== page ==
Google Music Beta — Preview
As of now, Google Music is really just a glorified music player, available on the Android Market. Soon however, Google Music will transform into a music service, where new audio content can be downloaded from an online store, while prepurchased user content can be stored in the cloud. I had a chance to test drive Music Beta, a service which is said to be detailed at a press event scheduled for Wednesday.
Music Beta offers a crisp and clean solution to music management, foregoing a bulky computer application for a smooth browser based experience. Your content is categorized between songs, artists, recently added, as well as nay playlist you could create. A control panel at the bottom of the screen will allow you to quickly play, skip, or shuffle between your content. Once you install the Music Manager, which allows you to add content to your library, you’ll be able to upload your own content — up to 20,000 songs — to Google’s cloud for free. The greatest part? Those tracks are then available on up to 10 Android devices instantly. Users will have the option to select which tracks they want to use offline, for example, if you plan on using Google Music Beta on a non-data plan enabled device like a tablet, you can choose all or some of that content to use when not connected to a WiFi network.
I went ahead and uploaded my embarrassing 2,000 song catalogue — more than half of which are Britney Spears songs, remixes, live performances, instrumentals… the list goes on. The upload process is quick, as the Music Manager scans your computer for all audio files, whether in iTunes or elsewhere. Uploading takes quite a while, but when you actually think of the many GBs of audio you’re uploading, it’s warranted, and well worth it.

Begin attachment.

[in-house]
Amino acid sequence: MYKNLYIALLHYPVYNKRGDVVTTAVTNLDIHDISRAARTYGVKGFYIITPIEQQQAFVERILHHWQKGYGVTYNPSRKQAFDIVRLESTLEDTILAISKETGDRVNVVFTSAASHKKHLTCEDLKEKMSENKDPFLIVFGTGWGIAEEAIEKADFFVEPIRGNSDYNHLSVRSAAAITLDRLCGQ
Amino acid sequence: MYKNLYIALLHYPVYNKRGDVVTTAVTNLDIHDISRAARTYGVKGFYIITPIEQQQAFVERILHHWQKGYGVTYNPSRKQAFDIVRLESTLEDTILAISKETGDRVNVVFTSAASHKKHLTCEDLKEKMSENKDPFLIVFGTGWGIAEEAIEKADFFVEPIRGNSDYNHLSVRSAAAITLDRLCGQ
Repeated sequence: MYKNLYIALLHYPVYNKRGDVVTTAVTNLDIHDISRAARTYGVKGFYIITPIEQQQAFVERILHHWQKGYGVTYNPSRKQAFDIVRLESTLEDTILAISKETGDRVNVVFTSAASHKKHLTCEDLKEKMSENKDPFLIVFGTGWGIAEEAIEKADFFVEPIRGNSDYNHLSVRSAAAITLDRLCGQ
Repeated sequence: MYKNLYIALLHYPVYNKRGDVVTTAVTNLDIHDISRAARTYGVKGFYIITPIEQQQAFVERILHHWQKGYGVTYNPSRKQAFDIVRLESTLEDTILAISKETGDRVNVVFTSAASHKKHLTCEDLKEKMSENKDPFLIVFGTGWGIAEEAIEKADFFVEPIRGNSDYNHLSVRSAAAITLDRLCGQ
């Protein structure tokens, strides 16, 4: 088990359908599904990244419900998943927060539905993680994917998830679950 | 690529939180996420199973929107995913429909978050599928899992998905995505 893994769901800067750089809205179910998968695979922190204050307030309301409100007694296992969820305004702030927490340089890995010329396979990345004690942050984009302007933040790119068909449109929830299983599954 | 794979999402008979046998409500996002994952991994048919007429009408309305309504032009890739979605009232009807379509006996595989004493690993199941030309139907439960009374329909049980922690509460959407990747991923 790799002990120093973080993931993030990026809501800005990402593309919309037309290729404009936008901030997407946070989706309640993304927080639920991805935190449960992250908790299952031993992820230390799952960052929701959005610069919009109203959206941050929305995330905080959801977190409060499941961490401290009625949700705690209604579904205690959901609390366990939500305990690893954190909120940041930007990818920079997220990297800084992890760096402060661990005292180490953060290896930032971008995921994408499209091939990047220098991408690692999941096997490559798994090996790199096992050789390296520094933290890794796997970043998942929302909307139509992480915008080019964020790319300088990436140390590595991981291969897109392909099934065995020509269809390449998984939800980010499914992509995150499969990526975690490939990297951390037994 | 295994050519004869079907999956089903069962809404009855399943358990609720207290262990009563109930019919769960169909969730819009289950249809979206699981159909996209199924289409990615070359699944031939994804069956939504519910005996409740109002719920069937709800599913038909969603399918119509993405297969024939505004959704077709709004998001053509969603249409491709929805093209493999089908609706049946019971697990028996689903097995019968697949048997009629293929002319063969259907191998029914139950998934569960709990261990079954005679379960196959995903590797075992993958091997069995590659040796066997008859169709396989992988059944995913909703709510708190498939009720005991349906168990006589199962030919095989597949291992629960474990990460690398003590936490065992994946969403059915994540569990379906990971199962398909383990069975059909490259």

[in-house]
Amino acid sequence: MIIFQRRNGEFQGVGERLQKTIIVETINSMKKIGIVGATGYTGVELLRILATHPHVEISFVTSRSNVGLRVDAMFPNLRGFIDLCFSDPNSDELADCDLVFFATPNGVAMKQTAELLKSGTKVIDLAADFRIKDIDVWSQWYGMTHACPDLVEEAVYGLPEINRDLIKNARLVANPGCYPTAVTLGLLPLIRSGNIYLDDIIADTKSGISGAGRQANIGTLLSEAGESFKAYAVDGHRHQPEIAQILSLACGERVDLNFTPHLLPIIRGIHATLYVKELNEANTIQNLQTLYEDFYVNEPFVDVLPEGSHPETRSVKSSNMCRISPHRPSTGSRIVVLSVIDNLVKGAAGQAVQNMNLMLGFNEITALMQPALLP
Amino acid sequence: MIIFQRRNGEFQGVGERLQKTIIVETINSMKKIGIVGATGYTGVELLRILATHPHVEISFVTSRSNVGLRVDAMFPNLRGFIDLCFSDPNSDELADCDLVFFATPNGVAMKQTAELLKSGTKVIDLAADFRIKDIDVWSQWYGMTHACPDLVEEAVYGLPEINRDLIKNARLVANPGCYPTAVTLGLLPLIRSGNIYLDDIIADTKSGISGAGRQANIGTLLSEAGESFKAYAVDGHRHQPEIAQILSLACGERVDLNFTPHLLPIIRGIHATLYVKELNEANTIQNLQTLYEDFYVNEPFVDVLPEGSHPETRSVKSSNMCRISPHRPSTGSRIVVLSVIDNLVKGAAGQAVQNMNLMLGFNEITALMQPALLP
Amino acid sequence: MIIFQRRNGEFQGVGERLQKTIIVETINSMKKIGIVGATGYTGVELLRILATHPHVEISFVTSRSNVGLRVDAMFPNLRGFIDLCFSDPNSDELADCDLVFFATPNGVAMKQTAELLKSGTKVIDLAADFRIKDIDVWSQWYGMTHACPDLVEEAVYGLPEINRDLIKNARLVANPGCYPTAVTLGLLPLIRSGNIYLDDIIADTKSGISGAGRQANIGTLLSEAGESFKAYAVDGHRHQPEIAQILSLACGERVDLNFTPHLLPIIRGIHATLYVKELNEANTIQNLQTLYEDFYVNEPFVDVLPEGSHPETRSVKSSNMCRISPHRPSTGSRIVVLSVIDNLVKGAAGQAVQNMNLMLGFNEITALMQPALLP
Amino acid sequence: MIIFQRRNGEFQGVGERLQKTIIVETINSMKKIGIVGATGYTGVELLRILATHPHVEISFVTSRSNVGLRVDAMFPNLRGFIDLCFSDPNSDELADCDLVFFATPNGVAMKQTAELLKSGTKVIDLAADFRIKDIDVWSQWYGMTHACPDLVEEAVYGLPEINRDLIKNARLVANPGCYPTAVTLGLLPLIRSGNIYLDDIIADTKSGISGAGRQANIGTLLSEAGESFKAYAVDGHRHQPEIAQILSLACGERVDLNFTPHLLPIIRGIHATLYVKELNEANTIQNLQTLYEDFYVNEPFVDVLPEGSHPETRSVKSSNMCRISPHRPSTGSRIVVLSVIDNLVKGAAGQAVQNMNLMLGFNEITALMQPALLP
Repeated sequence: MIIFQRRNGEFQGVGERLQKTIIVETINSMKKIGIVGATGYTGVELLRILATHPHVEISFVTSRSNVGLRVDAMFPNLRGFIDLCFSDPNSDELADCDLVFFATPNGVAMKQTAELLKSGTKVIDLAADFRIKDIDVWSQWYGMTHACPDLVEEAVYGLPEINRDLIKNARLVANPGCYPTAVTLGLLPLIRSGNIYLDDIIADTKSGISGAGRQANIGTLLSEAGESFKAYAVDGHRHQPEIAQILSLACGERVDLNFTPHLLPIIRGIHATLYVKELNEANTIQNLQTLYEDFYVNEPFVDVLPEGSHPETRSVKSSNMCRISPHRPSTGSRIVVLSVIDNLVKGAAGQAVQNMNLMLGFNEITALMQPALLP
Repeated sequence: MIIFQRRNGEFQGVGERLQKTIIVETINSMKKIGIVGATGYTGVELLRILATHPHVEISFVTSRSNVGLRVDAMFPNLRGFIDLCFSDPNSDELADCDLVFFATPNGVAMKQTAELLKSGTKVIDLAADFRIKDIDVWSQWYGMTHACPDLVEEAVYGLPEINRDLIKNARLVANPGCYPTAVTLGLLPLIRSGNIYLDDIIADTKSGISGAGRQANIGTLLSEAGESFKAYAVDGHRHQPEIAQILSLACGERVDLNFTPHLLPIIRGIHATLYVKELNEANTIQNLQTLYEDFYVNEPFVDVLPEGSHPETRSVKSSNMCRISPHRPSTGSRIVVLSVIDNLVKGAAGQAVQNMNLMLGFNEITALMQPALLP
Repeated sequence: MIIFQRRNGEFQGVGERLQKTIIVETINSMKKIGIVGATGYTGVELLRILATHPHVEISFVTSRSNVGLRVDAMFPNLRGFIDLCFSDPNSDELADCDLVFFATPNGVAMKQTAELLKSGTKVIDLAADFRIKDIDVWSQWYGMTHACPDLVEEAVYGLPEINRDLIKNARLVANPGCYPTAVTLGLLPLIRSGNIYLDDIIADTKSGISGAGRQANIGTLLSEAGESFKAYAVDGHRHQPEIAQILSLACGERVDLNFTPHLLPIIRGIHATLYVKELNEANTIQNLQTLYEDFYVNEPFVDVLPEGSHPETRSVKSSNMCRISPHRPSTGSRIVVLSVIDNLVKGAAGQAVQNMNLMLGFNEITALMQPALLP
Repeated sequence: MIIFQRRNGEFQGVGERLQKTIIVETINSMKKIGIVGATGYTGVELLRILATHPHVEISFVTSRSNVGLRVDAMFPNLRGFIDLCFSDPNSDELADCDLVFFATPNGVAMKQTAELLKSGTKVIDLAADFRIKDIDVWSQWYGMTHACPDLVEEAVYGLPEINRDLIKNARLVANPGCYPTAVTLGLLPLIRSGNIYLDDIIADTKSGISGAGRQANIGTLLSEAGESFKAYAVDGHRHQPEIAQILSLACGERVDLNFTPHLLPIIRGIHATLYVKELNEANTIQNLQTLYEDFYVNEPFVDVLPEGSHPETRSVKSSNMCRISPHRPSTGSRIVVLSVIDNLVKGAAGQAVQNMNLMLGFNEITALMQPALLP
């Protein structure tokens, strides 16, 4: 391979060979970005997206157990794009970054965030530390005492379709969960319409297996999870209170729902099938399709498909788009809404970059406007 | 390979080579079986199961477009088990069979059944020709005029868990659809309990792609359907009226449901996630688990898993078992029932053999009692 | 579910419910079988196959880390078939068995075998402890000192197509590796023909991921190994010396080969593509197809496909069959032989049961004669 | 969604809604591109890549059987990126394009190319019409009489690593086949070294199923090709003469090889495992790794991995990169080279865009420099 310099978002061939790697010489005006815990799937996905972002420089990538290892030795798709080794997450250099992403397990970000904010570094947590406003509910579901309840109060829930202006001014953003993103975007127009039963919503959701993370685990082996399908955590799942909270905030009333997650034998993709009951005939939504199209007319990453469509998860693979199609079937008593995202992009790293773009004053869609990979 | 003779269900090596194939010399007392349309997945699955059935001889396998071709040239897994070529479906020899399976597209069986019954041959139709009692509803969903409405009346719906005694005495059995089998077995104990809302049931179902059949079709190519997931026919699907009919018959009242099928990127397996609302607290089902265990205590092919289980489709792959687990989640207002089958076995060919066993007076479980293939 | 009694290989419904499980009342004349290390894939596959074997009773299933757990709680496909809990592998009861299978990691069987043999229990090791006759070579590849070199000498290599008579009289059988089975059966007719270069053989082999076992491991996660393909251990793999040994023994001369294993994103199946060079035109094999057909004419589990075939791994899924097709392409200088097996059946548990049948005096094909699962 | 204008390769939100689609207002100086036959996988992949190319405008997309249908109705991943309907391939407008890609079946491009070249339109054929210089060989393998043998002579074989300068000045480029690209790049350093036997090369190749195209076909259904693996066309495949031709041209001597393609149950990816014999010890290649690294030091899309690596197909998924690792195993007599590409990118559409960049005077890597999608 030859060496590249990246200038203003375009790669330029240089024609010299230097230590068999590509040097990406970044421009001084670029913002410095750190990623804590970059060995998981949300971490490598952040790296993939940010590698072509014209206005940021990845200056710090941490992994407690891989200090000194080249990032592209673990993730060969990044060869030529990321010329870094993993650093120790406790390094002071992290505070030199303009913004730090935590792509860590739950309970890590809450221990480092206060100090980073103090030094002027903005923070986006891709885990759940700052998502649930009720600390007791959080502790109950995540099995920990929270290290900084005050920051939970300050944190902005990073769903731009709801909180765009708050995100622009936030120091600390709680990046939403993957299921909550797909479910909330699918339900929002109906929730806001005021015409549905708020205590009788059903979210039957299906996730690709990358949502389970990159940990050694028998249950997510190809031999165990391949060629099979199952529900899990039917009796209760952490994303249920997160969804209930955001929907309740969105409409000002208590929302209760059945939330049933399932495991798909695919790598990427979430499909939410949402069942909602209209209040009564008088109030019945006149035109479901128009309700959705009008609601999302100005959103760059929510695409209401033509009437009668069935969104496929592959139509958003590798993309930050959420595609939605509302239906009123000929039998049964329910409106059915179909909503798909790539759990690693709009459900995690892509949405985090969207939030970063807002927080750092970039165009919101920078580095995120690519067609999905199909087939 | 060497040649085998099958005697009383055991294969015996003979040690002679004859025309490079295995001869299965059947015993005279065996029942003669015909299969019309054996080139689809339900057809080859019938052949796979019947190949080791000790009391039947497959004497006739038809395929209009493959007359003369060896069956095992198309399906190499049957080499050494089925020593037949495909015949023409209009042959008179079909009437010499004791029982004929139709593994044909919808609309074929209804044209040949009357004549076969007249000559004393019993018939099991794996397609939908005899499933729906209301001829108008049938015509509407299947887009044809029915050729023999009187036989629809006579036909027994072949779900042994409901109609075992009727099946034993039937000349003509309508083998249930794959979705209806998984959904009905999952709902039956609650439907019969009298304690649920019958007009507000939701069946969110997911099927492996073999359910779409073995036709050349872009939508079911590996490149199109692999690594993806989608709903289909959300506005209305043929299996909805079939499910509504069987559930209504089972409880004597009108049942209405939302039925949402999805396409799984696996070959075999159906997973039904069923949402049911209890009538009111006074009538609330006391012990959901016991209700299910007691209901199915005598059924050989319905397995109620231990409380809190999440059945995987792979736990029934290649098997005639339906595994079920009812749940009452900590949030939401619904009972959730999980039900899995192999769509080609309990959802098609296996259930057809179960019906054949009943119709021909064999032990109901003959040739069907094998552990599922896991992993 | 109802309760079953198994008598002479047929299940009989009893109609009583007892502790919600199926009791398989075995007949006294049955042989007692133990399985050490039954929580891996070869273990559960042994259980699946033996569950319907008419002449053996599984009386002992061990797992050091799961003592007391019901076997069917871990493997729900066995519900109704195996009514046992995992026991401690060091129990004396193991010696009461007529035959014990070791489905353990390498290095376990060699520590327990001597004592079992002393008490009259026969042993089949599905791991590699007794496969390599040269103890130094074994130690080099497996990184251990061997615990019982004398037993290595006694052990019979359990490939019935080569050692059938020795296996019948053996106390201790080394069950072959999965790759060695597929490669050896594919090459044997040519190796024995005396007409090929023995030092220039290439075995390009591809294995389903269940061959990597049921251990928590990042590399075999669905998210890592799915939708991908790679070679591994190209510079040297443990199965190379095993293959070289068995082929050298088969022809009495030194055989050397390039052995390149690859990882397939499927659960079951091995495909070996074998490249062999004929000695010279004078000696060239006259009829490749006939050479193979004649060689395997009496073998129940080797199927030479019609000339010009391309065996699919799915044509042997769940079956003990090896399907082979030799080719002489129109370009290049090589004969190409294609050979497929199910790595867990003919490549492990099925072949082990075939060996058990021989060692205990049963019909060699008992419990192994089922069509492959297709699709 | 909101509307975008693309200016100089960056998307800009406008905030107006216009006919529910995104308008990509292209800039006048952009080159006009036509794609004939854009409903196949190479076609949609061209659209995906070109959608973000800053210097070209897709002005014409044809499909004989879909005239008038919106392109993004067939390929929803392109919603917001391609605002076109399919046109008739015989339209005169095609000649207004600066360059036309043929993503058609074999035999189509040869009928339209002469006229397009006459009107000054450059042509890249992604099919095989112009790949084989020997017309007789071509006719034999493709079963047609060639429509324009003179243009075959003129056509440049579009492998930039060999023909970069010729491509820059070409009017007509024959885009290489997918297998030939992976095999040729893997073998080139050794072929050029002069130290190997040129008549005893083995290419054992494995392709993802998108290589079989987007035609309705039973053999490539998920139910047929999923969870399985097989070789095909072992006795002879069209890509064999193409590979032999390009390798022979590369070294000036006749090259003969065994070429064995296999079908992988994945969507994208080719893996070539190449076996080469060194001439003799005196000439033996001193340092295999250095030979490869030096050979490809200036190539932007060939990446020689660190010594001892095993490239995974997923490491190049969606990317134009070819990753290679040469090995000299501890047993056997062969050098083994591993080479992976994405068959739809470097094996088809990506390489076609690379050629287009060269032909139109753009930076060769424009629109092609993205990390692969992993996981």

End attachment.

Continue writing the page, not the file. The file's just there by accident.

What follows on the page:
After uploading your content from your computer, simply download the Google Music app onto any Android device (2.2 or later). Once booted, you’ll be prompted with a message to sign into your Google account. Instantly, your entire catalogue of just uploaded songs will appear. I tried this both on my Droid mobile as well a my Galaxy Tab 10.1, played a few tunes, and still haven’t been able to pick my jaw up off the floor. It works perfectly, and I can’t wait to continue using it anywhere I can. The idea that I can hook my entire music library to my car’s aux input, play my tunes, and avoid having the songs fill up my mobile device’s storage is almost too futuristic for my mind to handle.
Right now, you can also download a crap ton of free music — from artists you actually know, too. There’s also a “song of the day” feature, free for anyone, though you have to download first before previewing it. Downloading new content through the already in-place interface is one-click simple, and feels naturally for anyone to do. I’m looking forward to seeing the full store portion of this equation in place, expected to launch soon. It’s still early, but if this Beta is any indication, Google’s entry into the music business is going to be a match made in cloud haven.
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